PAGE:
Smaller Metros Take Action To Draw Millennials Fleeing Bigger Urban Areas
Are millennials getting ready to leave big cities in droves? Some experts in demographics, economics, and real estate have predicted the millennial exodus from huge urban areas has already begun. If true, the question remains: where will they go?
Some may head to the suburbs like their parents and grandparents did before them, but many will look for a different lifestyle, one that combines the advantages of suburban living with the best features of city life. Some smaller metro areas, like Wausau, Wisconsin, are banking they have the blend of economic opportunity, urban elements, affordability and lifestyle that will attract migrating millennials.
“Economy has always been a factor in generational migrations, and while the nature of work has changed, economic opportunity is still key to where people want to live,” says Christian Schock, director of planning, community and economic development for the City of Wausau. “Everyone wants to find a place with the winning formula of urban activities, affordability, and lifestyle. Businesses want to put down roots in that environment, too, knowing it will draw a bigger pool of skilled workers.”
In recent years, the City of Wausau has made concerted efforts to position itself with both big city amenities and small town assets. By many accounts, the efforts are paying off. In a 2016 Pew Research Trust analysis of income equality nationwide, Wausau ranked first in the nation, with the middle class constituting 67 percent of the city’s total population. Wausau also ranked highest in Wisconsin and eighth nationally on Area Development magazine’s list of hot spots for new and expanding businesses.
Small to mid-size metro areas that want to attract millennials, as well as businesses and investors, need to address key areas, including:
In addition to the recreational and entertainment amenities often highlighted when discussing millennials, many mid-sized metros lack the diversity of housing types that can be found in a larger city which millennials might be accustomed to.
One strategy Wausau has focused on specifically is diversifying housing product. The City funded local architects to design an urban rowhouse — a housing style which did not previously exist. For over a decade, leaders proactively assembled parcels for new riverfront apartments, and continually worked with developers to seek tax credits which could be applied to renovating historic properties into unique multifamily offerings.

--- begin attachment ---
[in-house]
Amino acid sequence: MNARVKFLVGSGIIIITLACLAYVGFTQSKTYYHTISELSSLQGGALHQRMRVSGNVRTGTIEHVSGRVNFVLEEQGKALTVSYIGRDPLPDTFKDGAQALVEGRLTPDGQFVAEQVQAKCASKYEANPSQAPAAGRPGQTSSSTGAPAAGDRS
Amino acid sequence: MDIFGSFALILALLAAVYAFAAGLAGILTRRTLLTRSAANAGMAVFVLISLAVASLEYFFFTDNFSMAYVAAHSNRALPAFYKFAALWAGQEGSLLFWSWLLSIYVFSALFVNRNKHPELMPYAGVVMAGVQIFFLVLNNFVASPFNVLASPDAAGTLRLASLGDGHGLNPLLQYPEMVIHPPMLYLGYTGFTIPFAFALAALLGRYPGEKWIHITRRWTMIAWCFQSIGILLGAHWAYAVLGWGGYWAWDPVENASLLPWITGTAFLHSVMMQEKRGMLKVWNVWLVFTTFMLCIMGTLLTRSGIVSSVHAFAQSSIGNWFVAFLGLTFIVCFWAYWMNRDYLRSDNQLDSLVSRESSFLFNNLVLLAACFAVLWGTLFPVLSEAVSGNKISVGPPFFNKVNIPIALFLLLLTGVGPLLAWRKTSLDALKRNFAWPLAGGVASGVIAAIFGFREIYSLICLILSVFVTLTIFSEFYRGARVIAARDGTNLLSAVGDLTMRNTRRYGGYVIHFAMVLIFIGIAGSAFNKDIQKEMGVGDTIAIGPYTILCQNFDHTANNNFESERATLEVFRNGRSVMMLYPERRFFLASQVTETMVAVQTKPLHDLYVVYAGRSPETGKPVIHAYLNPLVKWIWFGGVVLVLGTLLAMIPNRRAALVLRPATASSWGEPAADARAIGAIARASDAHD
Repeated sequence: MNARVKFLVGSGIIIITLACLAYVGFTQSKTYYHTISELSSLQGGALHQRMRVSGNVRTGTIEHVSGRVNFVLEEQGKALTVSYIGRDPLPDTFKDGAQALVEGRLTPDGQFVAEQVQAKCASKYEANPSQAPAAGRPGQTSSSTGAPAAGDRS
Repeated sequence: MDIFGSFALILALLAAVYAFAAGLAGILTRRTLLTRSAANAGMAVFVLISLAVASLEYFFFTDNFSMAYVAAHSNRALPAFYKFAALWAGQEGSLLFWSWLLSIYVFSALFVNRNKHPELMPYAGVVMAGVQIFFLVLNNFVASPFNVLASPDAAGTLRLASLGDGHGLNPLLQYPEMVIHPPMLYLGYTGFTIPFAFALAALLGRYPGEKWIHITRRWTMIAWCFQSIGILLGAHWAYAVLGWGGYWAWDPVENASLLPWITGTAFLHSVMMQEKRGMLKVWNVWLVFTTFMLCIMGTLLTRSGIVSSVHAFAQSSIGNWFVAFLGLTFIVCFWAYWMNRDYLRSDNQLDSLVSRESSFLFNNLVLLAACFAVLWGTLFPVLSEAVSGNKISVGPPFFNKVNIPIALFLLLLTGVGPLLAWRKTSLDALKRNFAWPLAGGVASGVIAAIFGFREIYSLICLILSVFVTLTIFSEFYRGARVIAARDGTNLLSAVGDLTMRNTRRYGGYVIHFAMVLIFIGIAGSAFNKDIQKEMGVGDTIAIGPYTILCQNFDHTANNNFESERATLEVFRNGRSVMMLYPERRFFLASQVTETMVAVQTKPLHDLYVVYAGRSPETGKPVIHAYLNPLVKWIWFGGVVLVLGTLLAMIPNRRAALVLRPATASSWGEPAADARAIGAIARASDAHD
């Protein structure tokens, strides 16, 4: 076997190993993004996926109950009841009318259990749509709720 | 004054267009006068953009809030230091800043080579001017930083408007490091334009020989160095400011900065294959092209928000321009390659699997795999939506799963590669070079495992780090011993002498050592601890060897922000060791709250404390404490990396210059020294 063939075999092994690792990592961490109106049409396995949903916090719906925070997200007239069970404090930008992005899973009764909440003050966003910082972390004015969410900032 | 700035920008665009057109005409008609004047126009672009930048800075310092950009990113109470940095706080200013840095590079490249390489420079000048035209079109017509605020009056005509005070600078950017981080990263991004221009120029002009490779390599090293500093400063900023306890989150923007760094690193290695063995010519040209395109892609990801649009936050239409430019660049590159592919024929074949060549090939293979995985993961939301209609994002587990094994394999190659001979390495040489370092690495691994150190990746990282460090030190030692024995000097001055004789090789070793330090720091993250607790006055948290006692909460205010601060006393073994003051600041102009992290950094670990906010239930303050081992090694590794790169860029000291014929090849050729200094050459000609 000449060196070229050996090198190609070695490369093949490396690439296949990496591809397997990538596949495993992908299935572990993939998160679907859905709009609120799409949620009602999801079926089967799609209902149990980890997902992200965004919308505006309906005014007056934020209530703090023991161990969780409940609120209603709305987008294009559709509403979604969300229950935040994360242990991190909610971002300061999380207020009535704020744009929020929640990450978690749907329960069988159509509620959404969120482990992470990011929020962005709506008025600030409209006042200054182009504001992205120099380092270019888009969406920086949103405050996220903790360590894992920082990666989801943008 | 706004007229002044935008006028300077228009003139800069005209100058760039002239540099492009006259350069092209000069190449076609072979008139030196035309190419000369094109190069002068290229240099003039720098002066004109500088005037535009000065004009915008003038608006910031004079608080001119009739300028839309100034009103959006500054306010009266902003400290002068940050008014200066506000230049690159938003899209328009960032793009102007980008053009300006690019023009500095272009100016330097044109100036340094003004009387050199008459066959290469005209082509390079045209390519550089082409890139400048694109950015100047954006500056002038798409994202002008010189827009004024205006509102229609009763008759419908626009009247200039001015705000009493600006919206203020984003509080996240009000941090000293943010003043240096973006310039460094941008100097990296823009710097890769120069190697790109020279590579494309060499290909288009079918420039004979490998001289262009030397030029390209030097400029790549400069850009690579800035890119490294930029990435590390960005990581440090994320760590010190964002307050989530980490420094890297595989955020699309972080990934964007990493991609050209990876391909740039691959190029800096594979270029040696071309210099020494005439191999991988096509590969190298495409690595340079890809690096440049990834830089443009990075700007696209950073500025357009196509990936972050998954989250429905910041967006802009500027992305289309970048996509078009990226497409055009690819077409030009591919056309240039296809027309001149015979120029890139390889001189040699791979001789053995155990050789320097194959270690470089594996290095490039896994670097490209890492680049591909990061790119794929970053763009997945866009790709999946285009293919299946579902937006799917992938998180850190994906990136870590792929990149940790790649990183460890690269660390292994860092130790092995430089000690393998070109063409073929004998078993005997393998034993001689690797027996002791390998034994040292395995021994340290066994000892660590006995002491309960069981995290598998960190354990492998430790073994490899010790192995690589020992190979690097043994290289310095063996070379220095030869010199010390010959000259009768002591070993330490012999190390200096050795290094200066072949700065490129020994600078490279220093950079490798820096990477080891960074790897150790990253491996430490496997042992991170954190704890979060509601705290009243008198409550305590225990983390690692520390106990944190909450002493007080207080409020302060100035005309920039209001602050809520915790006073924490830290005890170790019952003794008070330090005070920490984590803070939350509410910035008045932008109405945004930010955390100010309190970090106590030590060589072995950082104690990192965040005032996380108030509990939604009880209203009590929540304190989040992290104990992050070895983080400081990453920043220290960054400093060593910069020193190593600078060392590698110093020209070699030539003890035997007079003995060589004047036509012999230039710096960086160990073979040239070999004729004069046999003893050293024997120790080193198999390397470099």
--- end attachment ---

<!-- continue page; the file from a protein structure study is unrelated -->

Rising real estate costs are among the factors that kept many millennials living in cities longer than they might have liked, experts say. Mid-sized metros have an edge in making home buying more affordable for millennials — and homebuyers of all generations.
Recognized as a leader in economic development homesteading, Wausau’s Live It Up program is a partnership between local employers and the city to provide employees with a no-interest down payment assistance loan for the purchase of a home. In the last two years, the program has allocated more than $200,000 in no-interest loans to local employees.
Millennials who came of age in urban environments have a strong affinity for multifunctional spaces, and are drawn to communities that are a walkable mix of business, retail, industry and residential. While the specific physical space needs may change, their own strong sense of identity makes them inclined to seek a region that has its own established sense of self.
Wausau has leveraged more than $100 million in new downtown development over the past decade and currently has another $100 million under construction, emphasizing the city’s identity as a vibrant, growing core. Wausau’s Riverlife Village project is reclaiming more than 16 acres of urban waterfront along the Wisconsin River to house a new park, river wharf, mixed-use office space, biking paths, apartments and a family entertainment center.
Perhaps the greatest testament to a mid-sized metro’s success is the recommitment of historic businesses to local growth. Wausau Insurance was an early innovator in workers’ compensation insurance, which evolved out of the necessity for local lumber mills to share the risk of worker rehabilitation. Now part of Liberty Mutual, the company recently announced a $50 million regional facility expansion. Wausau Window and Wall Systems and Linetec, both in the building materials industry, also trace their roots to the lumber industry, and have completed over $60 million worth of expansion and doubled the size of their workforce within the past five years, providing a strong foundation for continued economic development.
“Any resident, millennial or not, is looking for ways to connect with their community. Both businesses and residents are discovering that smaller cities can even be more responsive and creative than larger metros,” says Robert Mielke, mayor of Wausau.
To learn more about how the City of Wausau is attracting residents from big cities, visit www.wausome.org. – (BPT)
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